Beyond the unprecedented federal funding, the health care sector has seen historic waivers and other flexibilities associated with traditional fraud and abuse laws, such as the Physician Self-Referral Law (the Stark Law) and the Anti-Kickback Statute. The Center for Medicare & Medicaid Services, for instance, issued broad waivers under the Stark Law for various remuneration exchanged between DHS entities and physician referral sources, and the HHS Office of Inspector General (OIG) followed suit with largely overlapping guidance. OIG has maintained a COVID-19 FAQ mechanism on its COVID-19 portal, allowing stakeholders to submit questions about OIG’s enforcement authorities during the PHE. OIG has issued a number of answers regarding its enforcement discretion related to remuneration between referral sources—including patients—tied to the duration of the PHE. Those waivers and discretion will come to an end and providers will need to revise their practices quickly. Moreover, parties relying on OIG’s FAQ guidance to provide remuneration beyond that which is specifically accounted for in an FAQ response, may face heightened scrutiny—without the protection of an advisory opinion, a safe harbor, or specific COVID-19 guidance, an enterprise may face regulators or whistleblowers on questions of intent for years.

What to Expect from the PRAC

Among other things, the CARES Act created the PRAC, a committee of the Council of the Inspectors General on Integrity and Efficiency. Its purpose is to promote transparency and oversight of CARES Act and other PHE funding (such as the ARP), and PRAC has a five-year strategic plan for implementing this mission. Included in this plan, perhaps chief among its goals and objectives, is preventing and detecting fraud, waste, abuse, and mismanagement. PRAC’s plan specifically highlights “mitigat[ing] major risks that cut across program and agency boundaries,” and “hold[ing] wrongdoers accountable.”[3] In essence, PRAC and the broader community of IGs and enforcement agencies are tasked with addressing and mitigating PHE risks across the entire federal government enterprise. This unmatched approach to enforcement necessitates unmatched enterprise preparedness.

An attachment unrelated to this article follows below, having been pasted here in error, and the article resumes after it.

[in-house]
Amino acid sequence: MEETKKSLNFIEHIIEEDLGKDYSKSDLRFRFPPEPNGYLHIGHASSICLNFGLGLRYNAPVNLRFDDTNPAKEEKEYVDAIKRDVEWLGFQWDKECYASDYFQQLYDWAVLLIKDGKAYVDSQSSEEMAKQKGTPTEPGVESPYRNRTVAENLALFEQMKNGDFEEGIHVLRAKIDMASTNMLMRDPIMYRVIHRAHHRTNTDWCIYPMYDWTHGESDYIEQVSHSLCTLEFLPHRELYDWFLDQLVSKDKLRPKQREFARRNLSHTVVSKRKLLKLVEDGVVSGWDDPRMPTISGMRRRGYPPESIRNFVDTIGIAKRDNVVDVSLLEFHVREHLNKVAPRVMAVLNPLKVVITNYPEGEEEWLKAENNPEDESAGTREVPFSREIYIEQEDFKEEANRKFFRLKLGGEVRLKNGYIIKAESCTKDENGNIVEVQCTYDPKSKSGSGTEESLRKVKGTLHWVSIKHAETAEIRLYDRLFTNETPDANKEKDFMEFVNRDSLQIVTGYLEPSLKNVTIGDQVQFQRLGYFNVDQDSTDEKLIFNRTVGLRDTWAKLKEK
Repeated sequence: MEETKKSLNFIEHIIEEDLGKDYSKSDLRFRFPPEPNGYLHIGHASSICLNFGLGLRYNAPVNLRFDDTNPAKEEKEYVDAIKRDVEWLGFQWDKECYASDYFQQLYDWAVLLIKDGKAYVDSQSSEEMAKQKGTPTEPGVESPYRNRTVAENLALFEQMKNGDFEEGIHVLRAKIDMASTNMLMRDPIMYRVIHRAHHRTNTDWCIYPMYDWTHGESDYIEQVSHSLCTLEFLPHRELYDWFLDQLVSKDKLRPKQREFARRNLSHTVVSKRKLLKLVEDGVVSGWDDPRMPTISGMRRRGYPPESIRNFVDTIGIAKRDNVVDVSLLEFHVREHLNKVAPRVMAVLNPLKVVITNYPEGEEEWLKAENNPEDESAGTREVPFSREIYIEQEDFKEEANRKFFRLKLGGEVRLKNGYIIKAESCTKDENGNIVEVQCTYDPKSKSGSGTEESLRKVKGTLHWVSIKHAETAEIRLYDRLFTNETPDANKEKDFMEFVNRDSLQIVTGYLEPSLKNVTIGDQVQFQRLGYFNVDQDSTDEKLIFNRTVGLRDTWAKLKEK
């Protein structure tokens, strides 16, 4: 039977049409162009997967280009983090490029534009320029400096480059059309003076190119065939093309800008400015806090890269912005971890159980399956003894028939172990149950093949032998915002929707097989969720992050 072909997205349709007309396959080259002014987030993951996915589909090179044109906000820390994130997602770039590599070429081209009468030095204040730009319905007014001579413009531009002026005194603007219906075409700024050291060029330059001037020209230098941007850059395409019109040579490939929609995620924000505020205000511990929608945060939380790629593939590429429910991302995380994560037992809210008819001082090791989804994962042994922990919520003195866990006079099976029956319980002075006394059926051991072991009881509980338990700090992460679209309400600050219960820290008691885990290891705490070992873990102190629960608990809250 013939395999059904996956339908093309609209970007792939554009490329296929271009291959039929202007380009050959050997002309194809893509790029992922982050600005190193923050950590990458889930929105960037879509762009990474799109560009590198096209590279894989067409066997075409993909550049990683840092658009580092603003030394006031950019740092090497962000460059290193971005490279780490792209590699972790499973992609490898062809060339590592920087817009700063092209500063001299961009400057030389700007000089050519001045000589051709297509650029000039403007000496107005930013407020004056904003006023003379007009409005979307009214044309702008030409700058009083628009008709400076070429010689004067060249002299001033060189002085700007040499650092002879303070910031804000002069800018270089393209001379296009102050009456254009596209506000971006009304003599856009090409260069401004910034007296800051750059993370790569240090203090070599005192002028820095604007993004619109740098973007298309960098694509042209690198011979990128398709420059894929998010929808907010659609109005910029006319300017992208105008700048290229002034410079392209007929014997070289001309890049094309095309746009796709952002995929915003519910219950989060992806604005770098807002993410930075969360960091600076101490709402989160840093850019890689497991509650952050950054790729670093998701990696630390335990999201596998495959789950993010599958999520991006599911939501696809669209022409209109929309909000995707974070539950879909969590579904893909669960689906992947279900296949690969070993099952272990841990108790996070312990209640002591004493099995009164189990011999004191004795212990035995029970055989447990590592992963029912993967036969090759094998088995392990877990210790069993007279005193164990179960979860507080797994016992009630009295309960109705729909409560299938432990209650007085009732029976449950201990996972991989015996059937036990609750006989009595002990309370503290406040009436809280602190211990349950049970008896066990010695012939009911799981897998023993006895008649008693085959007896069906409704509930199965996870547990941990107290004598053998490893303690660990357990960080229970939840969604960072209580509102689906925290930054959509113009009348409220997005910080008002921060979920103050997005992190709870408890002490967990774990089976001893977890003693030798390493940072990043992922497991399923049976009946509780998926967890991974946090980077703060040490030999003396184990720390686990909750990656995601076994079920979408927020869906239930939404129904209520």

The Acting Chair of PRAC, and current DOJ Inspector General, signaled an intent to leverage partnerships and collaborate with federal, state, and local oversight entities to achieve these goals and promote transparency.

PRAC intends to identify “cross-cutting risks by using data analytics and risk assessments,” targeting criminal fraud schemes and accounting for disbursement of covered funds. PRAC also makes it easier for individuals and entities to report suspected wrongdoing to various agencies.

Meanwhile, DOJ’s Fraud Section already is investigating and prosecuting fraud, false statements, and money laundering related to CARES Act funding, and has already charged over a hundred defendants for PPP and other fraud. Many agencies have supplemented their hotlines for reporting fraud with COVID-specific outlets, further emboldening whistleblowers. All U. S. Attorney’s Offices have a designated COVID fraud enforcement leader working with other federal and state agency partners, and supported by increased resources and shared COVID funding data.

With government-wide enforcement just ramping up, now is the time for enterprise-wide compliance measures to prepare for the post-PHE enforcement environment.